I don’t know if you’ve ever tickled a 2-year old, but it’s pretty funny.  It’s hard not to laugh along with them.

And I noticed this the other day: my son starts laughing before I even tickle him.

I just curl up my hand, like I’m going to tickle him…and just get it close to his belly, and he starts to cringe up in laughter.  And it’s not one of those courtesy chuckles.  It’s an all-body laughter.

The anticipation plays into his overall tickle experience.


And I’m convinced that Sunday mornings are similar.

From week to week, we should be building anticipation as to what’s coming next time.  Whether that’s through

  • sermon series
  • serving opportunities
  • small group/Sunday alignment
  • emails saying, “Get ready…”
  • social media connections
  • website resources
  • mixing things up on Sundays so people really don’t know exactly what to expect
  • building relationships that encourage continued gathering with other believers

We should be thinking, “What’s encouraging our folks to come back next week?”* Is there a reason for a newcomer (who may or may not be a follower of Christ) to return?  How are you communicating to them that coming back next week is vital?  Are you following up throughout the week?

If you believe that the message you’re presenting is valuable, why would you not create tension and anticipation for what’s coming next?

TV shows do it.  Movies do it.  Radio talk shows create it.  Teachers create it.  Guys who want a second date build it.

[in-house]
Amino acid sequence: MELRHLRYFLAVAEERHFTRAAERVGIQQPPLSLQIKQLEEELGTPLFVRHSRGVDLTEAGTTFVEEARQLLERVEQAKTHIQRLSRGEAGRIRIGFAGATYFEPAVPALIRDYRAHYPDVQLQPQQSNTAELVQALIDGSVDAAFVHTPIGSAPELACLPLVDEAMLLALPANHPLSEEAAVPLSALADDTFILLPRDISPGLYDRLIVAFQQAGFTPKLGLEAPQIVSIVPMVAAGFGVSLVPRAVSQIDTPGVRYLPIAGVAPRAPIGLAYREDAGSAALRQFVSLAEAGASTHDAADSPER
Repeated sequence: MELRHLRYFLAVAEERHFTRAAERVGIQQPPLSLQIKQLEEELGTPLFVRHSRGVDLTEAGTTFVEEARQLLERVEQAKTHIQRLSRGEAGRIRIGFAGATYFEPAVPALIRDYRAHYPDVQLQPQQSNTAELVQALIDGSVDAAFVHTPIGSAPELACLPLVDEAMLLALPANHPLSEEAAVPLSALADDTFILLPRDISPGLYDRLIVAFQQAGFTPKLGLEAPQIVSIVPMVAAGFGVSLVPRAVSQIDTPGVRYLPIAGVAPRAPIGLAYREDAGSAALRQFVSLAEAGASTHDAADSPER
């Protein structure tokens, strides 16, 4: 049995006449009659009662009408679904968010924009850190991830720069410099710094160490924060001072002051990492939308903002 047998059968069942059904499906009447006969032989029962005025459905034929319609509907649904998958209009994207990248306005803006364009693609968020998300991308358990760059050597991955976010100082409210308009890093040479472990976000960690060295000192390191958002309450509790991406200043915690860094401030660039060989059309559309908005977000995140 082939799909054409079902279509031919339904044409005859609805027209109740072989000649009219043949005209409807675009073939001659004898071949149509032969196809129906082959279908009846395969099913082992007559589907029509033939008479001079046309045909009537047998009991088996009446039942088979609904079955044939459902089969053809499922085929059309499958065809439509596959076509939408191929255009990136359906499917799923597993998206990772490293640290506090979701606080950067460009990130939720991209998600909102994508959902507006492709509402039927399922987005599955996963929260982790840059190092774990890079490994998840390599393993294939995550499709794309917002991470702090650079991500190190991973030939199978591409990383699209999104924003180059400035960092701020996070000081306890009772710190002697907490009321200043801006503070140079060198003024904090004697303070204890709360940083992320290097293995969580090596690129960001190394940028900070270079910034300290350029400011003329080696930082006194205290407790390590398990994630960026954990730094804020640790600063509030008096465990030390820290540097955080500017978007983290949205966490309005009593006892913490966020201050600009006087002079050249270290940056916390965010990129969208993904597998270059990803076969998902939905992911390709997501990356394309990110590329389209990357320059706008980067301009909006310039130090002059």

If you want a second round with a visitor, you’ve got to build anticipation.

How are you building anticipation?

Should we build anticipation, or should the message simply speak for itself, standing alone?

*Before you leave theologically charged comments, let it be known…I believe that God is the one who draws and changes hearts.  He is the Motivator.  It’s his kindness that leads us to repentance.  I just don’t want anything to get in the way of that, if I can help it.




What keeps you up at night…

…reveals what’s important to your heart.

Here are things I’m wrestling through:

  • Is our small groups system really creating disciples?
  • Is our small groups system a great picture of Gospel community?
  • What does it look like for our whole church to be moving in the same direction?
  • What’s next?
  • Am I leading in such a way that others are growing to love God and people more?
  • Is my ministry online truly helpful?  What needs to change so that it does more good?
  • Am I leading my family well?  How can I do a better job?
  • Is my son growing towards being a man of God?

These are the things keeping me up at night.

If you’re leading an organization…what is it that is causing you to sweat, go to work early, pray more, fast more, sleep less, and work harder?

If you don’t know what that is, maybe you should stay up at night and figure it out…

One day soon afterward Jesus went up on a mountain to pray, and he prayed to God all night. At daybreak he called together all of his disciples and chose twelve of them to be apostles… – Luke 6:12-13